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Proper Handling Ensures Food Is Safe, Appetizing

May 10, 1999

This is the season of graduation parties and special dinners to honor mom and dad. But the U.S. Department of Agriculture warns that cooks need to be cautious when preparing meaty meals. Raw foods, such as lamb, ham and eggs, can be a source of bacteria. Thorough cooking destroys bacteria that could cause illness, officials say. Here are some tips:

* Raw eggs, meat and poultry should be thoroughly cooked to kill any pathogens. Once cooked, food may be maintained at 140 degrees or refrigerated at 40 degrees or below.

* Dry-cured hams keep one year on the shelf. Refrigerate country ham after slicing. Sliced country hams may be kept in the refrigerator for two to three months and, once cooked, for five to seven days. Fully cooked, ready-to-eat hams must be kept refrigerated. If desired, heat to 140 degrees before serving. Fresh (raw) hams must be kept refrigerated and cooked to an internal temperature of 160 degrees. Use a meat thermometer to be sure the proper internal temperature has been reached. Leftover ham slices will keep for up to five days in the refrigerator. Canned hams with "Keep Refrigerated" labels must be stored in the refrigerator and used within nine months.

* If raw lamb or beef is bought, take it home immediately from the store and use within five days. Otherwise, freeze it, but for best quality use within nine months. Lamb and beef roasts should be cooked to at least 145 degrees, in an oven set no lower than 325 degrees. Use a meat thermometer. Briskets require longer cooking for tenderness and flavor.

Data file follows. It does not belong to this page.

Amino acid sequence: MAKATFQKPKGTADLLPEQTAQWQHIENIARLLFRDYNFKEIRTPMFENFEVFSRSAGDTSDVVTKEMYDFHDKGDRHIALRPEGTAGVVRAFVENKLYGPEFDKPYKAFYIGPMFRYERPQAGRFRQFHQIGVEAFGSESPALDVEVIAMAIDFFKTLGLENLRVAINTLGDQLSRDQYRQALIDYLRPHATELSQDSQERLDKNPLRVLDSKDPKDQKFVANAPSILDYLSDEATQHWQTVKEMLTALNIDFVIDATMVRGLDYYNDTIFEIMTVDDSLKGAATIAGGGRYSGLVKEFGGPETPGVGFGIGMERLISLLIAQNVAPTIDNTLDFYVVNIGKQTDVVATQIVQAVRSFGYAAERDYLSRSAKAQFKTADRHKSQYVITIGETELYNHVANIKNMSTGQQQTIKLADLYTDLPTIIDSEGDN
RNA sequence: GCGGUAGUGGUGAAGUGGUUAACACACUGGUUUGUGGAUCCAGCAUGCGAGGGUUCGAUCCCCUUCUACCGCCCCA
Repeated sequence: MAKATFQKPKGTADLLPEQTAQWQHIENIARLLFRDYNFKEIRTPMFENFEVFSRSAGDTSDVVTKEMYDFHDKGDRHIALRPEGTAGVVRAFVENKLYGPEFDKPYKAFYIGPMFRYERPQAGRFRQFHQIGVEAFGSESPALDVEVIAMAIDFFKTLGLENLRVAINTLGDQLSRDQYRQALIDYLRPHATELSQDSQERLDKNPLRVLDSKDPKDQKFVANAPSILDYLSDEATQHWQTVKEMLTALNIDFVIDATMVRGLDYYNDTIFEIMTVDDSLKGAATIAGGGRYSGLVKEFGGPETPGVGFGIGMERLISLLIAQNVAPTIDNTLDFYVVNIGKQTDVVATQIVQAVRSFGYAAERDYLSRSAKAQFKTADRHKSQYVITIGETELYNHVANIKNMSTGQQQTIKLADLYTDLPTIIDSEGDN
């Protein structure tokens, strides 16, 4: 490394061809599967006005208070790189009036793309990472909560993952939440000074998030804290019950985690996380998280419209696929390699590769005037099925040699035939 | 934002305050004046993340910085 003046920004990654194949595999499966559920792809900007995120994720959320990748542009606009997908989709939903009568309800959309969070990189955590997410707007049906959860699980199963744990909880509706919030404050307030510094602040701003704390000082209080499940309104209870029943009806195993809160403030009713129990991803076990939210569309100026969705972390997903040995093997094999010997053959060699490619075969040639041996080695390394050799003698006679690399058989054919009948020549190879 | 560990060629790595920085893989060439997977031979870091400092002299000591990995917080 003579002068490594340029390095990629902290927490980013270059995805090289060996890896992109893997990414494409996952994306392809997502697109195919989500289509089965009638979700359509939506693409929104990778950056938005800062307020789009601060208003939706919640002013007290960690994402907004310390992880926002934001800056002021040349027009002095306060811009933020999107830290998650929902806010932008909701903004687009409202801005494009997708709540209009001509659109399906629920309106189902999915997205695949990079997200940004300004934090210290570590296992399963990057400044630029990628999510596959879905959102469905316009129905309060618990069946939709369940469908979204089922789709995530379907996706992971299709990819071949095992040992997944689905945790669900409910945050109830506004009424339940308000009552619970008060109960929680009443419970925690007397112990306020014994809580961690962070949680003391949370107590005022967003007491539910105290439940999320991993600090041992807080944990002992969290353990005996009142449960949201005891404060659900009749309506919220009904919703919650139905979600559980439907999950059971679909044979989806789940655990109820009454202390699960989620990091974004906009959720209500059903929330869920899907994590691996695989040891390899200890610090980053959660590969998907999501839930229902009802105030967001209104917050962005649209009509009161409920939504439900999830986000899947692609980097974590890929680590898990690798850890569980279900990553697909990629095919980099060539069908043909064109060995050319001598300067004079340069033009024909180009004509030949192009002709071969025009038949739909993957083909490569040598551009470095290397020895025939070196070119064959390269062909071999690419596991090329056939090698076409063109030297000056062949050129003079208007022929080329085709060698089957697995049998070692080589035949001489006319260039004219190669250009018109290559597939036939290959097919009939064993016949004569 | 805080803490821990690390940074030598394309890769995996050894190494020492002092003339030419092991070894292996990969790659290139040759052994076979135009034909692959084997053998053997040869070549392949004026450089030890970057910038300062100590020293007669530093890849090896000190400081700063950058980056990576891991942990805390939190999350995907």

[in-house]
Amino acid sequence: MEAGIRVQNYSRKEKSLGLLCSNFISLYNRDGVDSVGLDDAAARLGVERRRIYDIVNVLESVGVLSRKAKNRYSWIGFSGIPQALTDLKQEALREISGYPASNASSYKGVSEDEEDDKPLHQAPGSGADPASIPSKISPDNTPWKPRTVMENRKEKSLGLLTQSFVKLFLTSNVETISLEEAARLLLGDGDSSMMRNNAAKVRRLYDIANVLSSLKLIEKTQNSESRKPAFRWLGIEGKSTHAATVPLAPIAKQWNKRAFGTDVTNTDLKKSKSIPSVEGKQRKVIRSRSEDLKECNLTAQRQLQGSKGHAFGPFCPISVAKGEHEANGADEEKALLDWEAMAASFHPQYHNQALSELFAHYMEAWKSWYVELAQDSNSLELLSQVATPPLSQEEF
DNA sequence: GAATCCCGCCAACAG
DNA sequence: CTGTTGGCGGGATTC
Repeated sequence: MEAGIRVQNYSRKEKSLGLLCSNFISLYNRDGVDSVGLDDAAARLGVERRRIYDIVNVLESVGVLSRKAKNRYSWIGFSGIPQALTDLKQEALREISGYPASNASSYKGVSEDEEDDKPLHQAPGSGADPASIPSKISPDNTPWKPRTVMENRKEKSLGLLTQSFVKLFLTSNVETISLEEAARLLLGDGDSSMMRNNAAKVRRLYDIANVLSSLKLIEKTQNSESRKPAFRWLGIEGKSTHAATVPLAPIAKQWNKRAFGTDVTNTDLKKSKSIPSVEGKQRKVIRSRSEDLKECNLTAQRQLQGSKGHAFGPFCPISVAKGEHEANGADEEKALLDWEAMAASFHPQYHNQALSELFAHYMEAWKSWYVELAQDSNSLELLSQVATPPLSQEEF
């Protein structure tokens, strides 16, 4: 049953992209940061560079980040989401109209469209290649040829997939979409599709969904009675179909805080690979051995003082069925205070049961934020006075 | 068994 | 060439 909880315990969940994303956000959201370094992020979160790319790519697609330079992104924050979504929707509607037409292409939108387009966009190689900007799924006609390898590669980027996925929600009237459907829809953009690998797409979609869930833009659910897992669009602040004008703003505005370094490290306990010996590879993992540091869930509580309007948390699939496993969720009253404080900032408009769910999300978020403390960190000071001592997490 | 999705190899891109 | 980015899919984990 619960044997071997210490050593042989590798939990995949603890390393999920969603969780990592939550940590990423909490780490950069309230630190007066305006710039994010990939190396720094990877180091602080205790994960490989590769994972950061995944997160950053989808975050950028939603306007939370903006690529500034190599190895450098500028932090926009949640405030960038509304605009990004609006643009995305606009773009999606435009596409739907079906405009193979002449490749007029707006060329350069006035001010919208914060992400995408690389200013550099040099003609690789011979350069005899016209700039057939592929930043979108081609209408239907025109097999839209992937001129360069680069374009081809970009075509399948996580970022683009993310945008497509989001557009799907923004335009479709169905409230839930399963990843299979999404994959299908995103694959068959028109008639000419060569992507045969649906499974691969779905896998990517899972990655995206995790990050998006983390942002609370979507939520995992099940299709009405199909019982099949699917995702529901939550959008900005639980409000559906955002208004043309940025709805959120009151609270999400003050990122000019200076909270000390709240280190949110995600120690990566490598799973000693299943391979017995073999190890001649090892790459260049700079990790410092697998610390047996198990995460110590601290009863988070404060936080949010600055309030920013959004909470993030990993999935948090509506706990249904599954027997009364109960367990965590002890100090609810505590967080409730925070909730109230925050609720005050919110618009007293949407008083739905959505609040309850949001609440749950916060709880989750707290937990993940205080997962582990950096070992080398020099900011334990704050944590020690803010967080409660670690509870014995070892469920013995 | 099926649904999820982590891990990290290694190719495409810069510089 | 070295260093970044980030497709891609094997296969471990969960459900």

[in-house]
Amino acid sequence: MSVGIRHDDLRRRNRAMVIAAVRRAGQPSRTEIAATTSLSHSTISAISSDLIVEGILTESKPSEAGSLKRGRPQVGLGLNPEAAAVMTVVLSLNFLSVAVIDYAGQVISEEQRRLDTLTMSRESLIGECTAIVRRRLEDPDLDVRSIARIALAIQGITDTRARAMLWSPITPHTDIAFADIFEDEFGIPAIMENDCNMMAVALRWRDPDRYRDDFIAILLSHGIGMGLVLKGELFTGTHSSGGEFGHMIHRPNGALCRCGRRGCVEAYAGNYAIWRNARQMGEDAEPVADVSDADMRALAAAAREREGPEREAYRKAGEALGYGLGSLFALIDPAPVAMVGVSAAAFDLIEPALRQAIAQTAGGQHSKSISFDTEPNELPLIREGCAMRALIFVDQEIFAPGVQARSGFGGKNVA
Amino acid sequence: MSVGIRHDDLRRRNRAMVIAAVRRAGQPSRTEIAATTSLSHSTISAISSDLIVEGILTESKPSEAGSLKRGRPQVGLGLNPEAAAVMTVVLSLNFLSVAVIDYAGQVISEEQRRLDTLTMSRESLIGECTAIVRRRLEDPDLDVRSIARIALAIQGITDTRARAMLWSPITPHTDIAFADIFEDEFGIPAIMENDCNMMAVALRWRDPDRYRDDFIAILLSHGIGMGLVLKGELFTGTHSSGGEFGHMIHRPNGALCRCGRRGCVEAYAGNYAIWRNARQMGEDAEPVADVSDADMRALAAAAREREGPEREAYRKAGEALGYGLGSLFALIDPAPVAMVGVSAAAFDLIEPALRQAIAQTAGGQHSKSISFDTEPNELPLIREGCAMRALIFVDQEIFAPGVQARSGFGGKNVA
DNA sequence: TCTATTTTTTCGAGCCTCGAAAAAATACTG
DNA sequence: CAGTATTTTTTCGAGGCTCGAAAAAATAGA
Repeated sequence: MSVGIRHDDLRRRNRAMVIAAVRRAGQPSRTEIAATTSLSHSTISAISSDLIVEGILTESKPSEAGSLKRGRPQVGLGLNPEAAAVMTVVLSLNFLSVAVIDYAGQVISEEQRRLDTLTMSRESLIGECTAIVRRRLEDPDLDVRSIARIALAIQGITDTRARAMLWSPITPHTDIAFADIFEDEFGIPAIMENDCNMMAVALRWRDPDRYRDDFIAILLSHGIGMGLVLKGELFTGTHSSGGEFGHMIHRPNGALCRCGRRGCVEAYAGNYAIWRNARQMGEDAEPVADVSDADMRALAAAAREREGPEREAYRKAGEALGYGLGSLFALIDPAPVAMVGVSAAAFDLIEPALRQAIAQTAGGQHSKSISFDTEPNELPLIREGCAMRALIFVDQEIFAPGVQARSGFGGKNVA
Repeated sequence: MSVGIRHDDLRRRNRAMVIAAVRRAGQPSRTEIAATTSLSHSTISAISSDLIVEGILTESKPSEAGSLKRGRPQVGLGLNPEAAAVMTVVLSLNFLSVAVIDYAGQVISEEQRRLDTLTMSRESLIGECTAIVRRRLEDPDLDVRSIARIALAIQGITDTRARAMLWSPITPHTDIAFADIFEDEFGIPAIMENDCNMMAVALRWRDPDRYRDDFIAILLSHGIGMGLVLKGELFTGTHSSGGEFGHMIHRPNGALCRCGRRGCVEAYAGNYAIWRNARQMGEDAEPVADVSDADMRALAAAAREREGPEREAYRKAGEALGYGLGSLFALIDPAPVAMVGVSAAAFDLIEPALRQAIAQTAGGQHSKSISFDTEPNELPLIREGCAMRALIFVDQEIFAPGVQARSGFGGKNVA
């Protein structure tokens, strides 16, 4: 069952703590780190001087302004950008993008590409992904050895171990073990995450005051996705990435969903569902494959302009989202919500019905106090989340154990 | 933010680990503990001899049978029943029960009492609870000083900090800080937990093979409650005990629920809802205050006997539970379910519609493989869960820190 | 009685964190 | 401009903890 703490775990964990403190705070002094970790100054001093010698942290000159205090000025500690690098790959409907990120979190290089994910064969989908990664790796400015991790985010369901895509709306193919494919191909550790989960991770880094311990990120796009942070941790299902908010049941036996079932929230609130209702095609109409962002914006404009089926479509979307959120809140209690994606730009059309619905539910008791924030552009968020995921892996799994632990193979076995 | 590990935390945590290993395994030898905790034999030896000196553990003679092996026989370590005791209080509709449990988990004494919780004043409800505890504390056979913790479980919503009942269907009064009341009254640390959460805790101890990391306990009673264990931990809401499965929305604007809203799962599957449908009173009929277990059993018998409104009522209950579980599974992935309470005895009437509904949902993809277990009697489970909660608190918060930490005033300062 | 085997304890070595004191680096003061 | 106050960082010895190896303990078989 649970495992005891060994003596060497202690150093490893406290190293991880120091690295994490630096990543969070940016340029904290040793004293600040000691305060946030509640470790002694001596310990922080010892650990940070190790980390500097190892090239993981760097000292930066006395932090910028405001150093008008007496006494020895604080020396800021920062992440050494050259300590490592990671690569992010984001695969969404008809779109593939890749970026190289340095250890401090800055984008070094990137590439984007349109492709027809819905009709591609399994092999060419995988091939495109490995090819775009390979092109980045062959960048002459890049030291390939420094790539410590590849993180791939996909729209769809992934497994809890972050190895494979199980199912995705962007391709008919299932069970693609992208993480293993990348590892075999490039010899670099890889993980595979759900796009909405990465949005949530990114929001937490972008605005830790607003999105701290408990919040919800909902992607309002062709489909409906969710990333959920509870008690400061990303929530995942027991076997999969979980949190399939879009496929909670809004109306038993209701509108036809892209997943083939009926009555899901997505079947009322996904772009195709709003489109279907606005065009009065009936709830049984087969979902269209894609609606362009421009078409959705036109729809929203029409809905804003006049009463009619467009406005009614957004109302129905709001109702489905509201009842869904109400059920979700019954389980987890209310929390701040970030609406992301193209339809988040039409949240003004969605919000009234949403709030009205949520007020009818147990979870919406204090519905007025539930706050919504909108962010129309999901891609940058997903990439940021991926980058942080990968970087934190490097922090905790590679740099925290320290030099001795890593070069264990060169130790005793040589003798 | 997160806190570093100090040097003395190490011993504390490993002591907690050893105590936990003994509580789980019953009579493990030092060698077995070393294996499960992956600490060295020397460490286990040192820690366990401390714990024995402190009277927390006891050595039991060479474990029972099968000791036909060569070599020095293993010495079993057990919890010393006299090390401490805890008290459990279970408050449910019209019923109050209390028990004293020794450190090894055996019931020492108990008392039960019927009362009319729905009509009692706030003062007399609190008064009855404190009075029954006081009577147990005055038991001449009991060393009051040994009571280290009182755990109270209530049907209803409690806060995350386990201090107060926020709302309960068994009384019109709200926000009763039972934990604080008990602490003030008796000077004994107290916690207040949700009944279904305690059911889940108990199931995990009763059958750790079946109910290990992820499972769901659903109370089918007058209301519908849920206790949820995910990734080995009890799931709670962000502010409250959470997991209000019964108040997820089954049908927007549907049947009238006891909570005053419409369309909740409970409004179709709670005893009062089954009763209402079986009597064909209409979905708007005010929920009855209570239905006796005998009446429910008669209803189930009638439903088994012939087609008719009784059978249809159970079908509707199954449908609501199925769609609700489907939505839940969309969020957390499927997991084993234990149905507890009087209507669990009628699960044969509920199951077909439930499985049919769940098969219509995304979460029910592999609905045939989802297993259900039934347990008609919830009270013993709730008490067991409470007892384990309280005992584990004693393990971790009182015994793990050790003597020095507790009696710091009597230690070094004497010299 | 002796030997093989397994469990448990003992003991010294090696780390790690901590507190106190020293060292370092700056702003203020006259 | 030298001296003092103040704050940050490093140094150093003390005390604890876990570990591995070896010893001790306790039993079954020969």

* Eggs should be cooked thoroughly. Hard-cooked eggs should not be kept out of the refrigerator for more than two hours. If the shells are cracked, bacteria could contaminate the eggs. Do not use them.

* All perishable foods should not stand at room temperature for more than two hours. Place leftovers in shallow containers and refrigerate for use within four days, or freeze.

* For more information, call the USDA's toll-free meat and poultry hotline at (800) 535-4555, Monday through Friday from 10 a.m. to 4 p.m. EST, year-round. An extensive selection of timely food safety recordings can also be heard 24 hours a day using a touch-tone telephone.

* Information and publications can also be accessed and downloaded from the USDA's home page at Additional information is available via fax by calling (202) 690-3754 or -3755, or (800) 238-8281.

Source: USDA

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